Animals & Wildlife Magazine

Lesson 851 – The Fat Lady’s Getting Ready to Sing

By Wendythomas @wendyenthomas

After yesterday’s post, I was contacted by a few people.

“That’s definitely a boy,” said one.

“Oh geez Wendy… Josephine is looking pretty masculine!” said another.

I know, I know, but my reply was “yeah, I’m pretty sure she’s a male but I’m not ready to give up until the fat lady sings (as it were.)”

One of my friends (hi Linda) who raises and shows Copper Marans, (and who has agreed to adopt Mr. Bucket when we can no longer keep him) felt pretty sure Josephine was male but she was going to have her husband look at the photo to get his opinion.

This is the photo he looked at

This is the photo he looked at

His verdict was reflected in the message she later sent me:

“Tell Josephine to start packing her bags.”

The good news is that my friend is willing to adopt both birds (she has been drooling over Josephine since I got her.) They are both going to a good home.

These marans were brought up together and are so close that we frequently call them “Frick and Frack.” If you see one, you can bet that the other one will be nearby. One of the reasons I haven’t moved Mr. Bucket out yet is that I was worried about what would become of Josephine. Would she be lost without her favorite flock mate? Would she be traumatized?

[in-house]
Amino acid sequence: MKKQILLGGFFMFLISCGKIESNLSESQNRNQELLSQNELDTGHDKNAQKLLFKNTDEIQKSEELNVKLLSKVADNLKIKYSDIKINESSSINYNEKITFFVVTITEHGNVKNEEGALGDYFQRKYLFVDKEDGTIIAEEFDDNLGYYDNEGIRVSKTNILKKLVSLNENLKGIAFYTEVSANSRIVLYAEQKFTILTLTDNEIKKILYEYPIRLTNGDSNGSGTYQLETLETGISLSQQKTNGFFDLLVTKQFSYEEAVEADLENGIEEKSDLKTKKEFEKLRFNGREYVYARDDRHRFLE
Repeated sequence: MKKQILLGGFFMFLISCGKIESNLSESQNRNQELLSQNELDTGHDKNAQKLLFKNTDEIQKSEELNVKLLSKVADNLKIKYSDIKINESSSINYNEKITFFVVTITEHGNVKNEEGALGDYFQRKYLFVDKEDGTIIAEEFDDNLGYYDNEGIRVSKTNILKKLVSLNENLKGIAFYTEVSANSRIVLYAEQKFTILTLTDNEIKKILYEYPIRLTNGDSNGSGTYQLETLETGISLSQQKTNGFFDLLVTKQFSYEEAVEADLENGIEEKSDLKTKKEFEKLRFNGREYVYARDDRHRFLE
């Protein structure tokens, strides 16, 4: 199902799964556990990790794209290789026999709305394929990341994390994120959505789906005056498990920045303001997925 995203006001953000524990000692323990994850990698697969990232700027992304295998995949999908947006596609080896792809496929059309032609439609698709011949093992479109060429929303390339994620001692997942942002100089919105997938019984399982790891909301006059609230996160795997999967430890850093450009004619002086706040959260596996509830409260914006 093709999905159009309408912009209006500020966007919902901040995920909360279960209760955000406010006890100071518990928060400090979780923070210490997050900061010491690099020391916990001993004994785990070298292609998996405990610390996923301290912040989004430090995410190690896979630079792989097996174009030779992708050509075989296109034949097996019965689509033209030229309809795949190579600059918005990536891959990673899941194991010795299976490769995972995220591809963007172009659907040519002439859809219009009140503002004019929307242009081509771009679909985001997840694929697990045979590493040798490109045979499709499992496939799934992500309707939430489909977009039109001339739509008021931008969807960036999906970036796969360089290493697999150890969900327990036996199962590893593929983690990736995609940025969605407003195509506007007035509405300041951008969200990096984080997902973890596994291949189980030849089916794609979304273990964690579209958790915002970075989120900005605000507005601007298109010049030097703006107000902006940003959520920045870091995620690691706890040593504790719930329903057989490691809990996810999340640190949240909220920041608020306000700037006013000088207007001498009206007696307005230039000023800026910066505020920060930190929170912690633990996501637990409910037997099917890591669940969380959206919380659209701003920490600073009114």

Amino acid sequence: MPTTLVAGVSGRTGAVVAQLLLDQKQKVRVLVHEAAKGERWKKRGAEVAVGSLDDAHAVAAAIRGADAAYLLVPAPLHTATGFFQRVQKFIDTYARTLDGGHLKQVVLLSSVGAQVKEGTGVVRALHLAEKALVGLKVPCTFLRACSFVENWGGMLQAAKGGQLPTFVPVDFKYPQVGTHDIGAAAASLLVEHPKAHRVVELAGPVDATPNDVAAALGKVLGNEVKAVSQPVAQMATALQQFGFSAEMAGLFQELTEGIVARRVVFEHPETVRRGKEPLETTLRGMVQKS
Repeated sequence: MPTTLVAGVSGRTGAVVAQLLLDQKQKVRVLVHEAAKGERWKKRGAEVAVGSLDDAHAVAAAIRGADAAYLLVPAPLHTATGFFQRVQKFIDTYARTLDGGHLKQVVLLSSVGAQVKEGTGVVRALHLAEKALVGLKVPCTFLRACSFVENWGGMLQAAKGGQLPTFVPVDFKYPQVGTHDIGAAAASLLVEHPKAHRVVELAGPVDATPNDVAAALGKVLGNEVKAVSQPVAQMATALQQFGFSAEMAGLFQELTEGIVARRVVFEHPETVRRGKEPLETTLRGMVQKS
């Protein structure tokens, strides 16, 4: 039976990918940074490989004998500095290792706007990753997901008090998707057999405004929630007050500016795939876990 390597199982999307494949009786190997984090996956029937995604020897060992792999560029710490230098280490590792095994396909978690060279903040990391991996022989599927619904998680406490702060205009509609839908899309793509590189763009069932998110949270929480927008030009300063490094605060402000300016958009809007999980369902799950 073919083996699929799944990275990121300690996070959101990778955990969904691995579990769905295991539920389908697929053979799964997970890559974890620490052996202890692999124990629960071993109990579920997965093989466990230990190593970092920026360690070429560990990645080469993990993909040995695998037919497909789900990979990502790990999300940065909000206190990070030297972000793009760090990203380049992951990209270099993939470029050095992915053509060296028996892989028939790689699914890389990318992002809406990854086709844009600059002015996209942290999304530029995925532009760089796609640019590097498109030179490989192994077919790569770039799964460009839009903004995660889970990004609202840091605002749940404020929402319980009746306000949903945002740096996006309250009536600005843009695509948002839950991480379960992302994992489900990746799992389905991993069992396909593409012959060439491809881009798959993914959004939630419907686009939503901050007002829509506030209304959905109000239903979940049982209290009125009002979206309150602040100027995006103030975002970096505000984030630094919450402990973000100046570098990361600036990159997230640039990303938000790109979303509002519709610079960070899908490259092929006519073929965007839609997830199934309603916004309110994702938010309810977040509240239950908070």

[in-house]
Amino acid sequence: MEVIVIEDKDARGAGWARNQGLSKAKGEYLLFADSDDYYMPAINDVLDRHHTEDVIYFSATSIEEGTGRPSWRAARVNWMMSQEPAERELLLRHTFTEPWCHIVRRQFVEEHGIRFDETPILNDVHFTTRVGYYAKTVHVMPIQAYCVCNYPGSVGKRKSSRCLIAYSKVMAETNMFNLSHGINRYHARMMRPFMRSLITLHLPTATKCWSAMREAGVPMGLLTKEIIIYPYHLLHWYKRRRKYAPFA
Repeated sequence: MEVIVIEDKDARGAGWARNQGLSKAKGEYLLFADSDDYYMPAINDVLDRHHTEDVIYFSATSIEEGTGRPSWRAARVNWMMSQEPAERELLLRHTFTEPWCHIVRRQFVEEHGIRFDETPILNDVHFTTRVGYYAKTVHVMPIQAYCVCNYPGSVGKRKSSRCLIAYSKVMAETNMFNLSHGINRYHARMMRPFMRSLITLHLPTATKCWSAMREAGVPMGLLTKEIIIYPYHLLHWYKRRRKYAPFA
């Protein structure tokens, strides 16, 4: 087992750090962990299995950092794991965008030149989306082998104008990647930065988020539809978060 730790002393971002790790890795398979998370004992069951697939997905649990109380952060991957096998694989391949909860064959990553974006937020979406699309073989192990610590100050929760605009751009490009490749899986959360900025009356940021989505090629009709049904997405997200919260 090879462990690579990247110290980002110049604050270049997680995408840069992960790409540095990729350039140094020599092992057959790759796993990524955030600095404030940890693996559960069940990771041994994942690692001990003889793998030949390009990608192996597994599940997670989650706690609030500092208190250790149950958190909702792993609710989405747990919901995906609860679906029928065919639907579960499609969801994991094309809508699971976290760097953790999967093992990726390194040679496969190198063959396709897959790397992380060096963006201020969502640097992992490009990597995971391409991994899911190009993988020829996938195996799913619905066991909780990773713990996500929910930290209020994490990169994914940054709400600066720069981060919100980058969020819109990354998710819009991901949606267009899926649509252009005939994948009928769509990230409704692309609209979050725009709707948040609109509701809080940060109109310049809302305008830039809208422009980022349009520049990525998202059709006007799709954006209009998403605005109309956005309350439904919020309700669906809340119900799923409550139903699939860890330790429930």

Part of being a mama hen is the vigilant and never-ending protecting of your flock from painful situations.  There, there, little chick – all will be well.


And now, because they will be moved together, it looks like I won’t have to any soothing (other than for myself.) In the end, this is goodness.

What this means, however, is that even though I hand-raised 3 Copper Marans this summer, I was not able to keep any (and yes, I still mourn little Violet.) It’s tough – talk about suffering from “leaving the nest” syndrome.

In just a few short weeks, Charlie will go back to being the only Maran in the flock.*sigh*

Hey Dick, get ready for a visit next spring. I’ll keep trying as long as I have to get a few more of these beautiful birds in my life.

Wendy Thomas writes about the lessons learned while raising children and chickens in New Hampshire. Contact her at [email protected]

Also, join me on Facebook to find out more about the flock (children and chickens) and see some pretty funny chicken jokes, photos of tiny houses, and even a recipe or two.

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